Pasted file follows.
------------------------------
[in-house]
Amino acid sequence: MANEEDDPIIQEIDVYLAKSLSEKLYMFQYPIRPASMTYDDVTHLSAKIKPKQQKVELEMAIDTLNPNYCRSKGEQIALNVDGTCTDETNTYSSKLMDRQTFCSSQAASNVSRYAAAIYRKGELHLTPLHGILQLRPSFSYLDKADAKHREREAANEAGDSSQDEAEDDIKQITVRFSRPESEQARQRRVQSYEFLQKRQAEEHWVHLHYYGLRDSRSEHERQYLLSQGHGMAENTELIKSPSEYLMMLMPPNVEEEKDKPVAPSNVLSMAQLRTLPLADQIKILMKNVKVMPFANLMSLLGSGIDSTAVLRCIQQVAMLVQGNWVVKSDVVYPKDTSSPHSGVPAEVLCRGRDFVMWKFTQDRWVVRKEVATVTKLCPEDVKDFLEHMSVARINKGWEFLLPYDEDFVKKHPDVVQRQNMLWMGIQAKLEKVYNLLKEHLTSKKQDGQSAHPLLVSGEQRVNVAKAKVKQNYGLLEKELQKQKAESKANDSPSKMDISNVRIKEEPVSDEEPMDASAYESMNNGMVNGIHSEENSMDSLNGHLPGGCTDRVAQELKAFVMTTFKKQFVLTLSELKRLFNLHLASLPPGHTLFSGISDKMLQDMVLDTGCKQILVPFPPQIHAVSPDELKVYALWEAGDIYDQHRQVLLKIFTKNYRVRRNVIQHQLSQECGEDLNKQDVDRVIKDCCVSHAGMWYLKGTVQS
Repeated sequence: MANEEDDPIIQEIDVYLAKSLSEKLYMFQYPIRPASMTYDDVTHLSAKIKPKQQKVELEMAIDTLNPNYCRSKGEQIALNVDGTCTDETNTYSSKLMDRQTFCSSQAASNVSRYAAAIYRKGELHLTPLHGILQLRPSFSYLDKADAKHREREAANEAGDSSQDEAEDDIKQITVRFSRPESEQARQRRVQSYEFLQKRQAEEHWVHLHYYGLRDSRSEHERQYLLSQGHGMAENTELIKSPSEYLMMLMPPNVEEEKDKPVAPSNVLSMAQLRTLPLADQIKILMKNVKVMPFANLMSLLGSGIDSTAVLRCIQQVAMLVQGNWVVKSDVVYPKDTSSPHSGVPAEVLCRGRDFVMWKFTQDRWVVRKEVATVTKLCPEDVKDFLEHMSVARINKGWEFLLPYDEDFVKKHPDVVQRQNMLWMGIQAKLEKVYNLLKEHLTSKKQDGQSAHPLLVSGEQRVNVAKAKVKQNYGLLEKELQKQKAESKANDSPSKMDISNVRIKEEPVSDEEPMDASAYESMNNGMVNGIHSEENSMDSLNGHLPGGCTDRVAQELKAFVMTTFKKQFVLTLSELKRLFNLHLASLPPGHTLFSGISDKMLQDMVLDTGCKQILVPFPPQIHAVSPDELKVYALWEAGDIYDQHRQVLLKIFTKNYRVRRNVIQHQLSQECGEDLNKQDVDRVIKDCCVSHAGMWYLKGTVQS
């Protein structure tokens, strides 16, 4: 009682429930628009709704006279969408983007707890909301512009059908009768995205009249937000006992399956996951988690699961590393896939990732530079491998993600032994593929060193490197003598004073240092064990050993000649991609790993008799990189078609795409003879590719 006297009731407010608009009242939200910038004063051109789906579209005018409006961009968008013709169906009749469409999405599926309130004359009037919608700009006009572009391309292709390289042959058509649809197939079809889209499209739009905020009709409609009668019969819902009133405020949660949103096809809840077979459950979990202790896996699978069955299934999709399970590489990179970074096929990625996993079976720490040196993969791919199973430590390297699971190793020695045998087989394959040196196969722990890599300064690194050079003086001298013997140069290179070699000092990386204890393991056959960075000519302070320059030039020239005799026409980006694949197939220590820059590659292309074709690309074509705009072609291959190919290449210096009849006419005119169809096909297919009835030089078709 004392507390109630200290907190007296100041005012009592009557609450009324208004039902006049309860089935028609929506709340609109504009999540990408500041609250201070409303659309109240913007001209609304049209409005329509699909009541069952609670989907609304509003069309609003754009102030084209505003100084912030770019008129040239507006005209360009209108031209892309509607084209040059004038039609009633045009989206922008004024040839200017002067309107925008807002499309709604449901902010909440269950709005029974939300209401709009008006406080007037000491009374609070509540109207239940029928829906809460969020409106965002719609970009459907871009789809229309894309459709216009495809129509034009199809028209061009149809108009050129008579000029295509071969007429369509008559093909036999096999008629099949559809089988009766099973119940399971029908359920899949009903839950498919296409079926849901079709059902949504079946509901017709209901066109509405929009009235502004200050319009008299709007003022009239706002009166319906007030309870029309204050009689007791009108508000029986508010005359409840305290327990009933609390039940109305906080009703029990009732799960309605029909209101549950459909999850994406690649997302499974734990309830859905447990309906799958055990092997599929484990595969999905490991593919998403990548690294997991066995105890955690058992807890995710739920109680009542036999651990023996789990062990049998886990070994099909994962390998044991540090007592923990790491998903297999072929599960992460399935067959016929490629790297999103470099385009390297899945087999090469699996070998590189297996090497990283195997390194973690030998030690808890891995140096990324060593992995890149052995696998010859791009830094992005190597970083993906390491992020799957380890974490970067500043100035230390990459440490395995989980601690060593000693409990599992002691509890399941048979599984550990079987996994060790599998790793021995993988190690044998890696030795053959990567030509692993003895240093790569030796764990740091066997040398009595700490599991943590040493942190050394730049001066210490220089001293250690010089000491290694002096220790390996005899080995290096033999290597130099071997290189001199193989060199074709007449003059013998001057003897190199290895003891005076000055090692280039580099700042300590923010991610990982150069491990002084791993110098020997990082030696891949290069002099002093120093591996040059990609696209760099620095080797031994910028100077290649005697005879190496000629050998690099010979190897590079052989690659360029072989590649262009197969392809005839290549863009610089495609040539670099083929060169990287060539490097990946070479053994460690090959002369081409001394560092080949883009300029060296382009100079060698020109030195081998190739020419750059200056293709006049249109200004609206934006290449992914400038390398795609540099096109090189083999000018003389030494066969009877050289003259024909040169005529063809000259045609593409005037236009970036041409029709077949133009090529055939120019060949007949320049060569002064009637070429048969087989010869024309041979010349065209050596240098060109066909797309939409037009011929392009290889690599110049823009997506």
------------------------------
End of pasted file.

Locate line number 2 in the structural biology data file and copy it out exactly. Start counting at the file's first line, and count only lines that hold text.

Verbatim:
Amino acid sequence: MANEEDDPIIQEIDVYLAKSLSEKLYMFQYPIRPASMTYDDVTHLSAKIKPKQQKVELEMAIDTLNPNYCRSKGEQIALNVDGTCTDETNTYSSKLMDRQTFCSSQAASNVSRYAAAIYRKGELHLTPLHGILQLRPSFSYLDKADAKHREREAANEAGDSSQDEAEDDIKQITVRFSRPESEQARQRRVQSYEFLQKRQAEEHWVHLHYYGLRDSRSEHERQYLLSQGHGMAENTELIKSPSEYLMMLMPPNVEEEKDKPVAPSNVLSMAQLRTLPLADQIKILMKNVKVMPFANLMSLLGSGIDSTAVLRCIQQVAMLVQGNWVVKSDVVYPKDTSSPHSGVPAEVLCRGRDFVMWKFTQDRWVVRKEVATVTKLCPEDVKDFLEHMSVARINKGWEFLLPYDEDFVKKHPDVVQRQNMLWMGIQAKLEKVYNLLKEHLTSKKQDGQSAHPLLVSGEQRVNVAKAKVKQNYGLLEKELQKQKAESKANDSPSKMDISNVRIKEEPVSDEEPMDASAYESMNNGMVNGIHSEENSMDSLNGHLPGGCTDRVAQELKAFVMTTFKKQFVLTLSELKRLFNLHLASLPPGHTLFSGISDKMLQDMVLDTGCKQILVPFPPQIHAVSPDELKVYALWEAGDIYDQHRQVLLKIFTKNYRVRRNVIQHQLSQECGEDLNKQDVDRVIKDCCVSHAGMWYLKGTVQS